Diabetes and Cancer

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Diabetes and Cancer

Diabetes and cancer are two diseases that impact overall global health conditions. Epidemiological evidence reported that diabetic patients often have a higher cancer risk than healthy individuals. There are multiple subtypes in both of these chronic disease conditions. Broadly diabetes has two subtypes, type 1 and type 2, whereas, cancer subdivision depends upon anatomical regions like lung cancer, breast cancer, pancreatic cancer, etc. However, leukemia, lymphoma, and other cancers are further subdivided.

Both type 2 diabetes and cancer have some common lifestyle risk factors. But the exact relationship between these two disease conditions is not completely understood yet. Hypothetical explanation stated that medicines used to control hyperglycemia may play a role in cancer risk reduction and enhancement. In clinical findings, diabetes and cancer findings within the same individual are a more common incidence.

Diabetic male individuals often have prostate cancer. The relative risk of liver, pancreas, and endometrium cancers is higher compared to colon, rectum, breast, and bladder cancer incidences associated with diabetes. However, the finding of kidney cancer and non-Hodgkin lymphoma risks associated with diabetes is indecisive. Some experts reported that these cancers may have a link with type 1 diabetes.

Liver cancer and diabetes have some association as insulin released from pancreatic β-cells is transported through the portal vein and reaches the liver. Therefore, both pancreas and liver exposure to insulin is higher than other organs. The predominance of nonalcoholic fatty liver disease, steatosis, and cirrhosis is higher in diabetic patients. All these liver disorders increase the risk of liver cancer. Abnormal glucose metabolism is a characteristic sign of diabetes and that may consequently increase the risk of pancreatic cancer.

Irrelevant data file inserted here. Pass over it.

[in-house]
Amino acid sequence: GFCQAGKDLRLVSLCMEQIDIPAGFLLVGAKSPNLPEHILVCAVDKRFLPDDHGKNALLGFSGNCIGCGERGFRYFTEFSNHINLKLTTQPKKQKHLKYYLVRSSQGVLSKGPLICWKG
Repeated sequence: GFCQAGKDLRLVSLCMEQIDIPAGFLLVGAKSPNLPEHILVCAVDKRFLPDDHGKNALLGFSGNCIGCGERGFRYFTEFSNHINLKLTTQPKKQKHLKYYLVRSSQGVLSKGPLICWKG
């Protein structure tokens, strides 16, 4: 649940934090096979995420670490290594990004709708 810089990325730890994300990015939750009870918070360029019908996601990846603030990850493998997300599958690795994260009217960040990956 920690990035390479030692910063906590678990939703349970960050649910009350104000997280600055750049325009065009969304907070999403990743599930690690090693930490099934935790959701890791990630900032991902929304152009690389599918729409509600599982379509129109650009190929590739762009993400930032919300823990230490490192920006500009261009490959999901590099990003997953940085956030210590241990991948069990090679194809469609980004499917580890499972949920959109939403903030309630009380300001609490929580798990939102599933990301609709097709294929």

A metabolic disorder associated with cancer can cause a reduction of testosterone levels that leads to prostate cancer. Hyperinsulinemia and obesity are two other pathophysiological findings of diabetes that worsen the prostate cancer prognosis among male diabetic patients. Higher C-peptide levels are an indirect indication of insulin resistance that negatively impacts the survival rate in patients with prostate cancer and colorectal cancer. Epidemiological study findings also reported that diabetes may significantly increase mortality in cancer patients. Breast cancer risk is also higher among diabetic female patients than normal individuals.

Normal cells turn to neoplastic phenotype through multiple genetic hits that cause unwanted cell growth, invasion, and metastasis. These cellular changes lead to the transformation of normal cells to metastatic cells. Complex carcinogenesis involves multiple steps like initiation, promotion, and progression. Diabetes follows several pathological mechanisms like hyperinsulinemia, hyperglycemia, or chronic inflammation that may play role in the neoplastic process.

Glucose is one of the main culprits that potentially relevant mediator between diabetes and cancer. Cancer requires a higher supply of glucose to match the energy demand. Glycolysis generates ATP and increases oxidative stress. A high rate of glucose uptake is also detectable in cancer imaging testing. Experts believe that there is a possibility of untreated hyperglycemia influences neoplastic proliferation. Besides these, glucose uptake mechanisms involve in cancer can cause hyperglycemia. Hyperglycemic and hyperinsulinemia both are underlying conditions of diabetes that may activate tumor growth. The untreated condition of the tumor may turn to neoplastic growth.

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